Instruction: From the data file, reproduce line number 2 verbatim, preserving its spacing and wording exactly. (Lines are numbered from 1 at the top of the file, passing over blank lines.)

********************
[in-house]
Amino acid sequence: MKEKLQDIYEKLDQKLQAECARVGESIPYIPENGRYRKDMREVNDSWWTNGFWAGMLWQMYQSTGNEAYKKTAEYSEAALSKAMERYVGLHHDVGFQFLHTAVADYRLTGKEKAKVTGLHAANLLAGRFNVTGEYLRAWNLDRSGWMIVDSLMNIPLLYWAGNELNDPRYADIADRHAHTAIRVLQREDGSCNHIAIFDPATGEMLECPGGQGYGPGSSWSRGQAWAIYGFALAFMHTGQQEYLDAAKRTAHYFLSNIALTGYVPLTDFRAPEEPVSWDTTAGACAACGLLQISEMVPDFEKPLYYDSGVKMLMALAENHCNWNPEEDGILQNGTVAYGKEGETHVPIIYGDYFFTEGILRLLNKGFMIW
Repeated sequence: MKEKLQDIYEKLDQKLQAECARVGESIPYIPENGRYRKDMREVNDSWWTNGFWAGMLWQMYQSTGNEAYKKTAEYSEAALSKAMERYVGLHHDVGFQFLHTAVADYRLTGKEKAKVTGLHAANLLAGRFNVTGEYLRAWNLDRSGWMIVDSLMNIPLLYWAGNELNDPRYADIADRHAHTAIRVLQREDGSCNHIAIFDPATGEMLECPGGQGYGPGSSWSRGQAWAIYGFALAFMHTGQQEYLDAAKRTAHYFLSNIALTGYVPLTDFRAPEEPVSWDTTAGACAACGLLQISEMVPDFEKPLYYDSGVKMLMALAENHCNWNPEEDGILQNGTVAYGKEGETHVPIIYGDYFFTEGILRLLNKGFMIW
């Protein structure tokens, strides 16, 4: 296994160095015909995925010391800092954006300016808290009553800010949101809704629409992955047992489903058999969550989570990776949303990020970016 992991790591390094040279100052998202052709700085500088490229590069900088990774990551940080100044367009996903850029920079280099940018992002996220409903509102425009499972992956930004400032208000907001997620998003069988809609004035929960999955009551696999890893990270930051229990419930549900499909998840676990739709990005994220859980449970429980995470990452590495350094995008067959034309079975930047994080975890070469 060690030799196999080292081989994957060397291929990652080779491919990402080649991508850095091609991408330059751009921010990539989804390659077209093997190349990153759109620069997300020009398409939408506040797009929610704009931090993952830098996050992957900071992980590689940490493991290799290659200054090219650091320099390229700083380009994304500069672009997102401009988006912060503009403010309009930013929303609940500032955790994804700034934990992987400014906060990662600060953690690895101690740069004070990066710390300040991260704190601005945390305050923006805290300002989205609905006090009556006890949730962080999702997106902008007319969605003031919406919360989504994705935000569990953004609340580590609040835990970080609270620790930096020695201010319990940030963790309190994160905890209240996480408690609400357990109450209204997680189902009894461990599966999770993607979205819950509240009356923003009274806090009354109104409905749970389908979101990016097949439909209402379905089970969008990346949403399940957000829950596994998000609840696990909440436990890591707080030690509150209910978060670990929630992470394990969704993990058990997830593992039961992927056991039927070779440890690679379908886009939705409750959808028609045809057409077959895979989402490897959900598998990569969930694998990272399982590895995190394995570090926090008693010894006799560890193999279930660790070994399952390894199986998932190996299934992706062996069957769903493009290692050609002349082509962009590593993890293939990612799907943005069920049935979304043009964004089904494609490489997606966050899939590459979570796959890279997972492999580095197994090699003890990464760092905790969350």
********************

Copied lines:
Amino acid sequence: MKEKLQDIYEKLDQKLQAECARVGESIPYIPENGRYRKDMREVNDSWWTNGFWAGMLWQMYQSTGNEAYKKTAEYSEAALSKAMERYVGLHHDVGFQFLHTAVADYRLTGKEKAKVTGLHAANLLAGRFNVTGEYLRAWNLDRSGWMIVDSLMNIPLLYWAGNELNDPRYADIADRHAHTAIRVLQREDGSCNHIAIFDPATGEMLECPGGQGYGPGSSWSRGQAWAIYGFALAFMHTGQQEYLDAAKRTAHYFLSNIALTGYVPLTDFRAPEEPVSWDTTAGACAACGLLQISEMVPDFEKPLYYDSGVKMLMALAENHCNWNPEEDGILQNGTVAYGKEGETHVPIIYGDYFFTEGILRLLNKGFMIW